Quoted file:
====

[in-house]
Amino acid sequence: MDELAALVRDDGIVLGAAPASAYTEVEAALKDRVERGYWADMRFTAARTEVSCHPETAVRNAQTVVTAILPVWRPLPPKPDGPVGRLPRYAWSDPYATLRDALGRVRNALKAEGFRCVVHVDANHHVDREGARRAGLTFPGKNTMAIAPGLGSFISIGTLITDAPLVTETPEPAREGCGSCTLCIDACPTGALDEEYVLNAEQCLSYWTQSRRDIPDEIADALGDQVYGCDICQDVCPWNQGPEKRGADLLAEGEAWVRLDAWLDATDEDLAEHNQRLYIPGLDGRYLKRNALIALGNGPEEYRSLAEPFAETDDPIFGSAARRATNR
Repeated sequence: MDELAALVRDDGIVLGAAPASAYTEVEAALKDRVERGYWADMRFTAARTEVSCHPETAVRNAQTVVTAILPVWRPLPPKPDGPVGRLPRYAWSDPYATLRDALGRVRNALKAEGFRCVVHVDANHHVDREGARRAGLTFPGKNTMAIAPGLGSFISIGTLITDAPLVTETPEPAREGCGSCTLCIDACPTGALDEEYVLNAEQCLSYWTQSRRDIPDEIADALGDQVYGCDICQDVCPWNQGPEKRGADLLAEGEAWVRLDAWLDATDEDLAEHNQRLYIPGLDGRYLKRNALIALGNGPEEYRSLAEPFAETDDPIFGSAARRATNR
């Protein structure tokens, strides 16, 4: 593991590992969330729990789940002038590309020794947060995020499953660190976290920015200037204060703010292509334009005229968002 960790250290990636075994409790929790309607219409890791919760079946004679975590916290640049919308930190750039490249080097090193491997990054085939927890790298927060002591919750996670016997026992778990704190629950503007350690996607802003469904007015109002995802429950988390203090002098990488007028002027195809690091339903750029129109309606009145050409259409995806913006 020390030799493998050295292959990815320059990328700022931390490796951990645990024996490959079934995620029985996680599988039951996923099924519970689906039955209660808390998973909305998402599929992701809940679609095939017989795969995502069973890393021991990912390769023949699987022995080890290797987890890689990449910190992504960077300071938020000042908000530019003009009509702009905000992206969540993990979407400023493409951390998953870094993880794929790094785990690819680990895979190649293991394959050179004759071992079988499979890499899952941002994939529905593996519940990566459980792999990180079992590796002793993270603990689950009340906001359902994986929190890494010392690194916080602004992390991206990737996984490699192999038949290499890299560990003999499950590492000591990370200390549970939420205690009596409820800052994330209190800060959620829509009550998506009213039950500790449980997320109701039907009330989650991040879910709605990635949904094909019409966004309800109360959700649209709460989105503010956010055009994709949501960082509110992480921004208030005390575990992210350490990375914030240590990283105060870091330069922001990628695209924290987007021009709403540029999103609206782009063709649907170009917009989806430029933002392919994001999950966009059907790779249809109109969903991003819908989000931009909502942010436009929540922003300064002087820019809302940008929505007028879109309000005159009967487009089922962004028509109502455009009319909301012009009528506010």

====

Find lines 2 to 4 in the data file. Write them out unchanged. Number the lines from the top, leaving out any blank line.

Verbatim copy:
Amino acid sequence: MDELAALVRDDGIVLGAAPASAYTEVEAALKDRVERGYWADMRFTAARTEVSCHPETAVRNAQTVVTAILPVWRPLPPKPDGPVGRLPRYAWSDPYATLRDALGRVRNALKAEGFRCVVHVDANHHVDREGARRAGLTFPGKNTMAIAPGLGSFISIGTLITDAPLVTETPEPAREGCGSCTLCIDACPTGALDEEYVLNAEQCLSYWTQSRRDIPDEIADALGDQVYGCDICQDVCPWNQGPEKRGADLLAEGEAWVRLDAWLDATDEDLAEHNQRLYIPGLDGRYLKRNALIALGNGPEEYRSLAEPFAETDDPIFGSAARRATNR
Repeated sequence: MDELAALVRDDGIVLGAAPASAYTEVEAALKDRVERGYWADMRFTAARTEVSCHPETAVRNAQTVVTAILPVWRPLPPKPDGPVGRLPRYAWSDPYATLRDALGRVRNALKAEGFRCVVHVDANHHVDREGARRAGLTFPGKNTMAIAPGLGSFISIGTLITDAPLVTETPEPAREGCGSCTLCIDACPTGALDEEYVLNAEQCLSYWTQSRRDIPDEIADALGDQVYGCDICQDVCPWNQGPEKRGADLLAEGEAWVRLDAWLDATDEDLAEHNQRLYIPGLDGRYLKRNALIALGNGPEEYRSLAEPFAETDDPIFGSAARRATNR
């Protein structure tokens, strides 16, 4: 593991590992969330729990789940002038590309020794947060995020499953660190976290920015200037204060703010292509334009005229968002 960790250290990636075994409790929790309607219409890791919760079946004679975590916290640049919308930190750039490249080097090193491997990054085939927890790298927060002591919750996670016997026992778990704190629950503007350690996607802003469904007015109002995802429950988390203090002098990488007028002027195809690091339903750029129109309606009145050409259409995806913006 020390030799493998050295292959990815320059990328700022931390490796951990645990024996490959079934995620029985996680599988039951996923099924519970689906039955209660808390998973909305998402599929992701809940679609095939017989795969995502069973890393021991990912390769023949699987022995080890290797987890890689990449910190992504960077300071938020000042908000530019003009009509702009905000992206969540993990979407400023493409951390998953870094993880794929790094785990690819680990895979190649293991394959050179004759071992079988499979890499899952941002994939529905593996519940990566459980792999990180079992590796002793993270603990689950009340906001359902994986929190890494010392690194916080602004992390991206990737996984490699192999038949290499890299560990003999499950590492000591990370200390549970939420205690009596409820800052994330209190800060959620829509009550998506009213039950500790449980997320109701039907009330989650991040879910709605990635949904094909019409966004309800109360959700649209709460989105503010956010055009994709949501960082509110992480921004208030005390575990992210350490990375914030240590990283105060870091330069922001990628695209924290987007021009709403540029999103609206782009063709649907170009917009989806430029933002392919994001999950966009059907790779249809109109969903991003819908989000931009909502942010436009929540922003300064002087820019809302940008929505007028879109309000005159009967487009089922962004028509109502455009009319909301012009009528506010």